The artist, a self-proclaimed bibliophile, took covers from his own collection of 1950’s and 1960’s pulp fiction novels celebrating the role of the archetypal female nurse, and developed the Nurse Paintings. The actual covers of his books lay the foundation for his highly worked canvases in acrylic (fig 1). Subverting inkjet reproductions onto the canvas, the book covers lie vanished behind the artist’s many layers of brushwork and drip; the intention, of course, is for us to visually consume only the original title and protagonist. They serve as vestiges from the past, masked by Prince’s brushwork yet revealed to suggest the story behind them.

    Prince pioneered the technique of modern rephotography in the 1970s and this series continues his original methods, furthering some of his previous developments. He creates layers upon layer of analogue and digital memory and information; casting an original art work—the book cover, into an inkjet digital reproduction—and transposing his own painting on top, thereby commencing a new expression of artwork by obscuring the complete image of the past and leaving remnants for us to interpret at will. In some cases, he follows the composition of the original book cover, in others he uses it only as a starting point from which he deviates.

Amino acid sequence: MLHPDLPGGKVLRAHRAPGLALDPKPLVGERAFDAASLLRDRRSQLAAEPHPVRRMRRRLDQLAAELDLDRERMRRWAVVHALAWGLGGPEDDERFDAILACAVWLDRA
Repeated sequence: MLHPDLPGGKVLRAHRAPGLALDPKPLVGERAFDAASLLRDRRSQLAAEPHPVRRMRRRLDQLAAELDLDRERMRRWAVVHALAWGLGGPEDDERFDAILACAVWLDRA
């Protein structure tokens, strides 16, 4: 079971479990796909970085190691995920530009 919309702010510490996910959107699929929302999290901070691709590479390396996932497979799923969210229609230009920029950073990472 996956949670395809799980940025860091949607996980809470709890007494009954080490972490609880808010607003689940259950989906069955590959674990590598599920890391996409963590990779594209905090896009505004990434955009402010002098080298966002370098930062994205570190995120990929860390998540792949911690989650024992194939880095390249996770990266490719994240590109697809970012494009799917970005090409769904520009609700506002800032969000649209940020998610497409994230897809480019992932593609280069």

“Prince understood that isolating and removing mass-culture imagery offered an opportunity to examine various codes of representation including gender and class. By re-contextualizing them by severe cropping or removing any ad copy or simply by re-photographing a black and white image on color film, the artist found ways to blur meaning and to create a critical dialogue with the objects created to satisfy the perceived needs of the expanding American consumer. Playing the role of director, Prince has been appropriating and then later submerging these powerful cultural conventions through the various fine art mediums of photography, painting and most recently sculpture with the agenda of exposing universal cultural conventions.” (Brian Appel, Richard Prince,